With a Bed Bath & Beyond on 125th Street, Bed Bath & Beyond has always been identified by shoppers as a value retailer with good prices.
It has never had its own cross-category brand at an opening price point, similar to what many of its competitors use to drive their basics business.
…gives the company a cohesive branding story to promote to its customers.
That changes today with the retailer’s introduction of Simply Essential, a 1,200-SKU private-label program that cuts across all of its key merchandise classifications and gives the company a cohesive branding story to promote to its customers.
Simply Essential’s debut in stores and online this week comes as part of a massive remerchandising of the venerable big-box retailer, which had fallen on hard times but is in the midst of a reinvention.
Earlier this year, Bed Bath & Beyond introduced the first two of what it calls “owned brands,” labels developed and sourced internally and exclusive to the company: Nestwell, a bed and bath collection with a natural, feel-good positioning, and Haven, a Zen-inspired bath program.
These will be joined by five more by the end of the retailer’s fiscal year in early 2022; by the time the entire program is fully up to speed in 2024, the company expects the owned brands to account for one-third of its overall sales, or about $3 billion a year.
“Customers are looking for value-priced, hardworking, everyday items without sacrificing design or performance,”
Simply Essential represents the most extensive of any of the retailer’s planned rollouts, Joe Hartsig, executive vice president and chief merchandising officer, tells Business of Home. “Customers are looking for value-priced, hardworking, everyday items without sacrificing design or performance,” he says, noting the focus on its largest product categories: bed, bath, kitchen and dining, and storage and organization.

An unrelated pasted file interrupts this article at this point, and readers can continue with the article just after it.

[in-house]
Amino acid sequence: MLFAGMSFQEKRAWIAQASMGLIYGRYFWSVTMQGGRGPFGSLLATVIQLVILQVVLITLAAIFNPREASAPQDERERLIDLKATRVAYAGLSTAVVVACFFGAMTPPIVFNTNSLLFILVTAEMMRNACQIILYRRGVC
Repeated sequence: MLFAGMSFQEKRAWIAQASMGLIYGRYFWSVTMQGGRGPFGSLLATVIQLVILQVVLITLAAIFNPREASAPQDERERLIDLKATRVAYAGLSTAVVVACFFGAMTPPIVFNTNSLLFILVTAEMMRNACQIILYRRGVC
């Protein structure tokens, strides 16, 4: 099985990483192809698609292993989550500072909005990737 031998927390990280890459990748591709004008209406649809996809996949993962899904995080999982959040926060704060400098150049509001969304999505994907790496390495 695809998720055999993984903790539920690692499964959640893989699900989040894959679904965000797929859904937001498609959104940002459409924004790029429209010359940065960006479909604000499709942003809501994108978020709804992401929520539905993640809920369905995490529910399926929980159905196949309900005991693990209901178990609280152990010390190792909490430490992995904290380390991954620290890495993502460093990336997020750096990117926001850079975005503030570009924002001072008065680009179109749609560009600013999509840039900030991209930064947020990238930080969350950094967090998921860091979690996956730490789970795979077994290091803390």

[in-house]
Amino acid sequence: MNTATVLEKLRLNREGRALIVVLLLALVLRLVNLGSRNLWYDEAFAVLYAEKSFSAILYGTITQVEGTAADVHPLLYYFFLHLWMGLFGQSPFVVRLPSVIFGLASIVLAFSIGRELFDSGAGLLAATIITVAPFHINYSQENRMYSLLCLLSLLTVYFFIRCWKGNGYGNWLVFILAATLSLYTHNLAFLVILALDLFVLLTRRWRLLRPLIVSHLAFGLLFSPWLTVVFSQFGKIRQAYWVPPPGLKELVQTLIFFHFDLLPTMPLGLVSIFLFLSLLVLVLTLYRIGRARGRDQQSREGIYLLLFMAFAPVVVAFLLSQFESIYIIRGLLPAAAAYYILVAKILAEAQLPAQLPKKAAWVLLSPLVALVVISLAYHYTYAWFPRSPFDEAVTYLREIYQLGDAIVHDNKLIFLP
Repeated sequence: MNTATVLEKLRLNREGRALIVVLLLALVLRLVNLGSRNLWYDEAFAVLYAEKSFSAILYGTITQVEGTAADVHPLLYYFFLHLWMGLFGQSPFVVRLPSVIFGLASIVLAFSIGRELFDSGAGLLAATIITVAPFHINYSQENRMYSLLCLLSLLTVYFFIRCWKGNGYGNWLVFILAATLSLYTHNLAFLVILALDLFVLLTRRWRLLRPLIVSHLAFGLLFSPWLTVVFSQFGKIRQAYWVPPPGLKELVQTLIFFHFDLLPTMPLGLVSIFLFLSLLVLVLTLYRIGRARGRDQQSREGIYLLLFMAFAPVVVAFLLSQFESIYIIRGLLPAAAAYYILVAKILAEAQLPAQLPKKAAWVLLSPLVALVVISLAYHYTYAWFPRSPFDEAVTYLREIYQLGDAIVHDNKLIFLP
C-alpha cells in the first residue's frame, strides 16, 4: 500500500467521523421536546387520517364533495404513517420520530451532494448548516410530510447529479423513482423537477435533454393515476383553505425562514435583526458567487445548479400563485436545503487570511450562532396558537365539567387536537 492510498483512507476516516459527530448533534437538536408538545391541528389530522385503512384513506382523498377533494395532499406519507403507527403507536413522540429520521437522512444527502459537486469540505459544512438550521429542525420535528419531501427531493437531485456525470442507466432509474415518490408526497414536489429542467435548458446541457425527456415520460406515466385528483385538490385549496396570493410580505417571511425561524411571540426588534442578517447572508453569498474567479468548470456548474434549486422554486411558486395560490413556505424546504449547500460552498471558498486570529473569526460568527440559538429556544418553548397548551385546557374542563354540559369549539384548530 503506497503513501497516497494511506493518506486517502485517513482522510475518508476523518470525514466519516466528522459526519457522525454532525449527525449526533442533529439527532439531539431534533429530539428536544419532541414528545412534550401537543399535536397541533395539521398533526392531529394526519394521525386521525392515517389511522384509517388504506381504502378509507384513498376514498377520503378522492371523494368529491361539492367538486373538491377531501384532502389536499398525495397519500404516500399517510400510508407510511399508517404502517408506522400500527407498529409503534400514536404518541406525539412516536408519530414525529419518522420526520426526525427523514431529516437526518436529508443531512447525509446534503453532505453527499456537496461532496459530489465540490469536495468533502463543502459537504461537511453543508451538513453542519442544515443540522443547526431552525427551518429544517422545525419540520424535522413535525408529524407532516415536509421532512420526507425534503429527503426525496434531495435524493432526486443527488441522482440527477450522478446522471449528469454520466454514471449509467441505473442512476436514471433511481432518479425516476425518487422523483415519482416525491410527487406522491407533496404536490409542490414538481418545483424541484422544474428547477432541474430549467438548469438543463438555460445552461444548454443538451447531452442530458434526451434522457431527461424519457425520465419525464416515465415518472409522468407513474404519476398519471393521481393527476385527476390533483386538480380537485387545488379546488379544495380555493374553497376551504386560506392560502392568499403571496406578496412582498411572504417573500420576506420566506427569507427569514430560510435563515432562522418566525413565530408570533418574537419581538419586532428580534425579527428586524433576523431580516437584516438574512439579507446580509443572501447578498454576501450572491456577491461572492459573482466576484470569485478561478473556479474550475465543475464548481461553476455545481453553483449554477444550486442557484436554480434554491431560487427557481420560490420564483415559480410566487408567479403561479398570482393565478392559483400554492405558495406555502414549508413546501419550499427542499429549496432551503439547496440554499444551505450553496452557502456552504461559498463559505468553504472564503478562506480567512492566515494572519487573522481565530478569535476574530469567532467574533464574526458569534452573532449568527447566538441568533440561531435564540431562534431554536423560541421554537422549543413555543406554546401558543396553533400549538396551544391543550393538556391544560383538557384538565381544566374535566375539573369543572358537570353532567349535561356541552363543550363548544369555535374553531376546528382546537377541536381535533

“we need to compete against mass and online, and that had been the gap in our pricing architecture.”
As much as the company has historically been focused on value, “we didn’t have enough at opening price points,” says Hartsig. While the focus had previously been on specialty retail competitors at better and best price points, “we need to compete against mass and online, and that had been the gap in our pricing architecture.”
Simply Essential stretches from $1 serving spoons to $5 pillows and $7 frying pans. Some items are bundled, like 12-piece cooking set for $35, ideal for the back-to-campus business that is a key demographic for the retailer.
Hartsig says other consumers, like those with their first living arrangements and those on tight budgets, will be targeted as well.
Most items are under $50 and all come in under $200. And in a nod to a mainstay of the Bed Bath & Beyond shopper, all of the items in the line can be purchased using the retailer’s ubiquitous coupons, giving them even more value.
The new program is debuting in stores with a special display near entrances and is then sold in individual departments, or “rooms,” as the retailer now refers to them.
The line also has its own landing page on the company’s e-commerce site reports Business Of Home.
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